Did you know that in the 48 hours immediately following a loved one’s death, the deceased’s family could have to make up to 70 decisions? It can be an overwhelming situation, to say the least. In addition to dealing with the grief and stress of losing someone you love, you now have many important decisions to make in a limited amount of time.
The situation doesn’t have to be stressful though. Many find that going through the process can actually help you cope with loss and relieve your grief. In order for that to happen though, you need to know what to expect beforehand. It is our hope that by breaking down the arrangement process, your family can be prepared and make things a little simpler.
For most families, the first thing they do after learning of a loved one’s passing is to call the funeral home. Because a death has occurred, the process begins right away with the funeral director asking some questions to begin making arrangements. After the phone call has ended, they will coordinate with staff to go and remove the deceased and transfer them to the funeral home.
One of the first things you will be asked by the funeral director is if the deceased has made pre-arrangements. If so, then we will schedule a time to meet with you and immediately mobilize staff to pick up the remains. If no prearrangements have been made, they will need to gather some information about the deceased.
Some of the initial questions you will be asked include:
> The deceased’s name, date of birth, and date of death
> Have they prepared a will that outlines their wishes for caring for their remains?
> Is the deceased an organ donor?
> Do you need a legal pronouncement of death?
> The location to pick up the remains
Once these initial questions have been asked, the funeral director will arrange a time for you to come into our offices and complete the arrangements.
When you arrive for the arrangement meeting, the funeral home’s staff will greet you and show you to the arrangement office. During this meeting, they will discuss the different funeral packages they offer, help you select different merchandise (caskets, urns, vaults, flowers, etc.), provide a breakdown of the costs, and complete the necessary paperwork.
Before you meet with the funeral director your family might want to appoint a decision maker. If the whole family will be involved, it’s important to have a designated decision maker who will listen to everyone’s input and make the final decisions. This responsibility typically goes to the executor or the next of kin.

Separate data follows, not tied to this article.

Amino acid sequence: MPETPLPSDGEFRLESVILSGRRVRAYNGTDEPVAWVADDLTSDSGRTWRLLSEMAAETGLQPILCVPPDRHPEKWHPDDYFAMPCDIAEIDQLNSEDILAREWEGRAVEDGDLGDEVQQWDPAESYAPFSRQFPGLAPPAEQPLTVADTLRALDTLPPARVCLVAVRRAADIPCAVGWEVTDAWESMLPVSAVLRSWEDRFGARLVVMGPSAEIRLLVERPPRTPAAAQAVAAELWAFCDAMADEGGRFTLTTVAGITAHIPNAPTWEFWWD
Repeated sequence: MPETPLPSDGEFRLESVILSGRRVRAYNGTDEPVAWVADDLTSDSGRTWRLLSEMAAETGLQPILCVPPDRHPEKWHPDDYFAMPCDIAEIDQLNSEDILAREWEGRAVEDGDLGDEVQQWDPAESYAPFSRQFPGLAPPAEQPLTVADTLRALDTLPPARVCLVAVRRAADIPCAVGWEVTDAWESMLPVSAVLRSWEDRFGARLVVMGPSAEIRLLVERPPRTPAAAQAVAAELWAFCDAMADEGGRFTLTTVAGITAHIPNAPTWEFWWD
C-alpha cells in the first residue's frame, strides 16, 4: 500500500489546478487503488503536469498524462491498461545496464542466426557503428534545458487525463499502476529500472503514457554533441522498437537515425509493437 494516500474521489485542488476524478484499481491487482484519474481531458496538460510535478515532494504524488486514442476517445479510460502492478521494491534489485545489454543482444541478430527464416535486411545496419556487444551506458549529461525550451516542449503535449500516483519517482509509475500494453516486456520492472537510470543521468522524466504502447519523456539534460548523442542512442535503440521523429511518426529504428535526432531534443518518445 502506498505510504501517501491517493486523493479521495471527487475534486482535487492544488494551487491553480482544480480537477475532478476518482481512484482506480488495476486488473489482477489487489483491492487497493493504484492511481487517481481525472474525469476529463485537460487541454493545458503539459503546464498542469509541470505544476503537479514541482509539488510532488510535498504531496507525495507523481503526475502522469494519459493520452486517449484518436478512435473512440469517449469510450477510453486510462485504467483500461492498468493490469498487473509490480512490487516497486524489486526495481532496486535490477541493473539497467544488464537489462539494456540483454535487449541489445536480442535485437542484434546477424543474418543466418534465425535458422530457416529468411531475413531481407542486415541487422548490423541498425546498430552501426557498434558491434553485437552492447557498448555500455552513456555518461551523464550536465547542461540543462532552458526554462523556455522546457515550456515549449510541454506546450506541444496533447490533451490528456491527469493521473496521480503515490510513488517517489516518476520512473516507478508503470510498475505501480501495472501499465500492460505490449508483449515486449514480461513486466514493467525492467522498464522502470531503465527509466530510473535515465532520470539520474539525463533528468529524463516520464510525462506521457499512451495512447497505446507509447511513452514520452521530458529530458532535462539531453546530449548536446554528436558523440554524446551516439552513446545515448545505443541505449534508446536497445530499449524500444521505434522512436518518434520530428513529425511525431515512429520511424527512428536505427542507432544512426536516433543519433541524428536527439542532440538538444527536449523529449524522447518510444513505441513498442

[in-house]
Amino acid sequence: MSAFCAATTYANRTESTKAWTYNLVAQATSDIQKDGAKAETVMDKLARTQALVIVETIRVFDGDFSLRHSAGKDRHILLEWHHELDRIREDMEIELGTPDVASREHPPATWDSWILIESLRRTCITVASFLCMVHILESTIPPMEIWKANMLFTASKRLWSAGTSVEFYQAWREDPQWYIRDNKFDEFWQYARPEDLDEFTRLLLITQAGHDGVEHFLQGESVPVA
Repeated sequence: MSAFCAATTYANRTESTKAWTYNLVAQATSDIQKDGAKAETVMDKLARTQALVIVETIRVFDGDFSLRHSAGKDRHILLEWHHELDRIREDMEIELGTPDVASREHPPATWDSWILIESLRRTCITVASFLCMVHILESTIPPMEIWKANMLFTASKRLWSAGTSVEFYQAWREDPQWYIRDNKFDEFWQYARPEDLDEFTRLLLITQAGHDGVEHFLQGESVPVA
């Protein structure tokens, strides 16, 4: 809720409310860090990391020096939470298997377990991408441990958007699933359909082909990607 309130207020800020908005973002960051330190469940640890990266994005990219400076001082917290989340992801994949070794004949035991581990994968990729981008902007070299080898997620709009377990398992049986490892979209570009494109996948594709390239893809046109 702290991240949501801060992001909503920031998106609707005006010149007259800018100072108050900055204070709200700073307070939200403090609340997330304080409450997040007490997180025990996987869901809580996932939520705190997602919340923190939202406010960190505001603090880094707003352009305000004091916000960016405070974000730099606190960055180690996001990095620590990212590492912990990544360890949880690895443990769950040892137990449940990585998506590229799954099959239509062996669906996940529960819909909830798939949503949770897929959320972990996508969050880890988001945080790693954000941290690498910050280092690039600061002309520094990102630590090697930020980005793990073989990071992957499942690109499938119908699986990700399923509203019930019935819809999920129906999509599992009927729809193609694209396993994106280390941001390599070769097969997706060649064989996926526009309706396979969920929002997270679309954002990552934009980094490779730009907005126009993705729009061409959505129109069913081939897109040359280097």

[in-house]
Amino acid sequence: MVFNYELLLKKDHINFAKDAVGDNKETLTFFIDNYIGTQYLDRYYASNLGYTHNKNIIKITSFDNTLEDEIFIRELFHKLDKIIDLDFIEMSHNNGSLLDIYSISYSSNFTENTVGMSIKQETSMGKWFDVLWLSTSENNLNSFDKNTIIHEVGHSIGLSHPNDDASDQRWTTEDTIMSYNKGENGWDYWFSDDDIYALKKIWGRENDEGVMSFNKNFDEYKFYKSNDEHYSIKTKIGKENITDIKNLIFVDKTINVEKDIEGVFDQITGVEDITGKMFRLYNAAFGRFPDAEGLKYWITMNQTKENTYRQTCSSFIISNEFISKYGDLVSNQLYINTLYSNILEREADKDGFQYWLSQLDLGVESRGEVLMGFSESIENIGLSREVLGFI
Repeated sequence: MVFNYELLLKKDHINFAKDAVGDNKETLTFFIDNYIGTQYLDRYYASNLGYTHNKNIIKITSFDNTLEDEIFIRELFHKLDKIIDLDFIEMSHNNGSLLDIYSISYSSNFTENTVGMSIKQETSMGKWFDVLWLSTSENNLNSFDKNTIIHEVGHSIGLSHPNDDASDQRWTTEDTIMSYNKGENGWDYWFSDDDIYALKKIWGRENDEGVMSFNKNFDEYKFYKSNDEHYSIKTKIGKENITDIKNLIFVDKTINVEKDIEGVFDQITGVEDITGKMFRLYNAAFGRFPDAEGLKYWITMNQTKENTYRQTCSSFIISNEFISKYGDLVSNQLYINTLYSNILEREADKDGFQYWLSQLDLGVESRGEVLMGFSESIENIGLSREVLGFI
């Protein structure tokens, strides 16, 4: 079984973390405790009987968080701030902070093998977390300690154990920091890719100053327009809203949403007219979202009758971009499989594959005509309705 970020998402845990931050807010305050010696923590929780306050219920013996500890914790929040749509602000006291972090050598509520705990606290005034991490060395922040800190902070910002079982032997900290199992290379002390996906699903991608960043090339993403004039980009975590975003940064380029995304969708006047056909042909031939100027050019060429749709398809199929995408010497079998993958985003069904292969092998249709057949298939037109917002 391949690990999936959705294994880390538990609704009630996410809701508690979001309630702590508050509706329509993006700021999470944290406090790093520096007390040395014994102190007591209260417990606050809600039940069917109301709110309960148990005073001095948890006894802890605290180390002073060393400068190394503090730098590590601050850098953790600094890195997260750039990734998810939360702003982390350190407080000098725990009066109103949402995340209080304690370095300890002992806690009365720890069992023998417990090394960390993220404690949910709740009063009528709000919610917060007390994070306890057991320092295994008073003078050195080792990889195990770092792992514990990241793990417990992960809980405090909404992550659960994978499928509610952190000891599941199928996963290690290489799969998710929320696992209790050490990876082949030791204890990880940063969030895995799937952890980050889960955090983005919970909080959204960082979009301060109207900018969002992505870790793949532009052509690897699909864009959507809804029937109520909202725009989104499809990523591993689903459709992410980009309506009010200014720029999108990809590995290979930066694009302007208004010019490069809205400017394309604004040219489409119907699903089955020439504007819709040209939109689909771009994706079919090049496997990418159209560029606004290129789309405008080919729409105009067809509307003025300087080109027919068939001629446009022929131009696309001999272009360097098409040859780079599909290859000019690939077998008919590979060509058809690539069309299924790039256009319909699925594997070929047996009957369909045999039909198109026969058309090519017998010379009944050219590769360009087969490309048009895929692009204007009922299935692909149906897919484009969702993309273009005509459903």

The next step is to establish a budget of what you can afford. Your family should take some time to discuss how much you are willing to spend on funeral costs. Having a budget doesn’t mean you need to spend everything, but it helps when selecting packages and funeral merchandise.
During the arrangement meeting, the funeral director will discuss the different kinds of packages they offer and what’s included with each. Before the meeting, your family should start to think about the kind of service you’re interested in. Are you looking for a traditional funeral service? A cremation service followed by a celebration of life? Perhaps a graveside service? Knowing this beforehand can help make the decision process easier during the meeting.
Lastly, after you have decided upon a package and merchandise, the funeral director will provide you with a cost breakdown. Funeral homes are legally obligated to provide a detailed price list so that consumers know where their money is going. When meeting with your funeral director, don’t hesitate to ask for clarifications on anything you’re unsure about. They’re there to help.
One way to make the arrangement process easier for your family is by taking the time to plan ahead. In many ways, preplanning your funeral follows a very similar format to planning a funeral when in immediate need. The major difference being you aren’t rushed by a small window of time.
The first benefit of a prearranged funeral is that it ensures that your final wishes will be followed when you pass away. You can have peace of mind in knowing that your loved ones will honor your legacy the way you want them to. The second benefit of funeral prearrangement is that it relieves your loved ones of the emotional and financial burdens of funeral planning. Instead of rushing to make arrangements, your loved ones can instead focus their energy and attention on celebrating your life and saying goodbye.
Funeral preplanning is really one of the most selfless things you can do for your family. When your time finally comes, a prearranged funeral is one final gift you can leave your loved ones. By taking the initiative to make arrangements now, you are continuing to look out for your loved ones even after your gone. To learn more about the process, please visit the Funeral Preplanning section of our website.
This entry was posted in Funeral Planning Resources on June 7th, 2018 by ObitTree .
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